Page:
I am translating an American article about a theatre production, and there's a phrase I can't understand. It uses the word "empirically" but if I'm not mistaken has nothing to do with philosophy/science, the two spheres that are usually mentioned in the definitions of this word. Here it is (Bunin is the name of the author of the original text):

Bunin’s text isn’t diminished amid the theatricality. Indeed Bunin’s words are empirically ubiquitous (the piece is entirely in Russian and French): the dialogue is echoed both by a cappella vocalizations and the English translations washing across the playing field, the entire stage becoming a projection screen.

The only idea that comes to my mind is that "empirically" here is a synonym for "practically", that is: "Indeed Bunin's words are practically/almost everywhere". What do you think?

I would appreciate your help and your ideas :) Many thanks in advance!

  • Have you looked up what empirically actually means in a dictionary? The literal definition of the word seems to fit all right in this context, though I agree it’s an unusual way to use the word. – Janus Bahs Jacquet Jul 25 '15 at 23:42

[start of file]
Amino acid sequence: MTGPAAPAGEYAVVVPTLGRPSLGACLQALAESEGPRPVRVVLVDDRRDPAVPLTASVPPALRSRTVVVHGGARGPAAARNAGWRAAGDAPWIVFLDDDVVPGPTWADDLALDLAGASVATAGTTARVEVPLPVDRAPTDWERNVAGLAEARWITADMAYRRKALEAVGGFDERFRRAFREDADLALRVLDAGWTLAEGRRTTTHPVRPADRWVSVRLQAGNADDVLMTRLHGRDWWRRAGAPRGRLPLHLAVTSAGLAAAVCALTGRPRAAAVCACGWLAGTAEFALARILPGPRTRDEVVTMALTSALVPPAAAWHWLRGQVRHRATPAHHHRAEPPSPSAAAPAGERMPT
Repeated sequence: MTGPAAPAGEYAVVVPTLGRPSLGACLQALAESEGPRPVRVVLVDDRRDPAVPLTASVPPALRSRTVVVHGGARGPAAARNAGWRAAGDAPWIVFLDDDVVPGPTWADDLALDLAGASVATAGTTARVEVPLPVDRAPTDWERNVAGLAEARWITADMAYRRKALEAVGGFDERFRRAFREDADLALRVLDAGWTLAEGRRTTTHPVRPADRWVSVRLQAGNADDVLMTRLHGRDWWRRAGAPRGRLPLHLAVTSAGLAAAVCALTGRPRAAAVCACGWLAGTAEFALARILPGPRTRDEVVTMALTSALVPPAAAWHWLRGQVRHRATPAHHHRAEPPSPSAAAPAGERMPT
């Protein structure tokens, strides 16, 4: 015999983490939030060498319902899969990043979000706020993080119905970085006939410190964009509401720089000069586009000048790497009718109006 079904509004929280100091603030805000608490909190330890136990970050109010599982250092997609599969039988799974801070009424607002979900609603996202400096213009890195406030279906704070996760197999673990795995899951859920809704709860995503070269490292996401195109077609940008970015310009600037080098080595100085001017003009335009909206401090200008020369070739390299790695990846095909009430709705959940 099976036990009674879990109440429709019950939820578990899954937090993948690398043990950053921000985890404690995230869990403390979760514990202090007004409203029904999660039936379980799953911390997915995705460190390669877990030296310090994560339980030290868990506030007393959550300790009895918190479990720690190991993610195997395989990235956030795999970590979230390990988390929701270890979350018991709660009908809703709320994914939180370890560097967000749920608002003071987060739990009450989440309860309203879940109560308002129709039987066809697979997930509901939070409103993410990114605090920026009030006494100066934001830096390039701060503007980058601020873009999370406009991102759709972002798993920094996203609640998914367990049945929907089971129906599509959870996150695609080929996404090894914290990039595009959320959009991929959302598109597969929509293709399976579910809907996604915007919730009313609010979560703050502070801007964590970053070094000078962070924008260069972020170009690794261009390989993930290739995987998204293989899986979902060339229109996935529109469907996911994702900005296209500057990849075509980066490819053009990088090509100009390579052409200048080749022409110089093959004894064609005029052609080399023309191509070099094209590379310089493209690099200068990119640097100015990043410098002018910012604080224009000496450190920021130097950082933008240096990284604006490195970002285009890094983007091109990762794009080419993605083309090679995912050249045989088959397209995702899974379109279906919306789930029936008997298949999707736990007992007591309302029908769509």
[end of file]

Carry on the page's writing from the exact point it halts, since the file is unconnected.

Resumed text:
• Thanks a lot for your answer! Yes, I have, but it still isn't clear to me, and that's why I've asked that question:) I don't understand why did the author use this word if he doesn't mention any kind of theory? As far as I understand, knowledge is empirical if we get it by watching/examining things, as opposed to theoretical conclusions. Or did the author just mean "we can see that it is ubiquitous"? – Elizaveta Levina Jul 25 '15 at 23:56
  • I suspect that the author used empirically believing it to mean something other than what it normally means. The other question you asked left me with the distinct impression that the article is not particularly well written. – phoog Jul 26 '15 at 6:15
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    This doesn't help you, Elizaveta Levina, but I have to agree with phoog that the author was in dire need of severe editing that he or she never received. The notion of "empirically ubiquitous words" calls to mind a, the, is, was, etc., but I'm sure that's not what the rhetorically high-flown author has in mind here. – Sven Yargs Jul 27 '15 at 8:31
  • Thank you for your comment, it actually does help me :) It's always nice to know that the problem is not in your level of English but in someone's unusual style. – Elizaveta Levina Jul 27 '15 at 21:59

"Empirical" means amenable to testing or understanding through physical experience. It comes from the Greek Εμπειρίκος, meaning "experienced" or "practiced." You could also say, "in practice; not theory." If the entire stage is a projection screen for making Bunin's words visible and the a cappella choir makes them audible, then the audience can directly experience the sensations of those words in some medium at any time during the performance. Presumably, this would be different if Bunin' words were merely posited by a theater critic or only suggested or hinted at, forcing audience members to rely on authority or intuition.

  • Many thanks, I haven't thought of it! You've been a great help! – Elizaveta Levina Jul 25 '15 at 23:57

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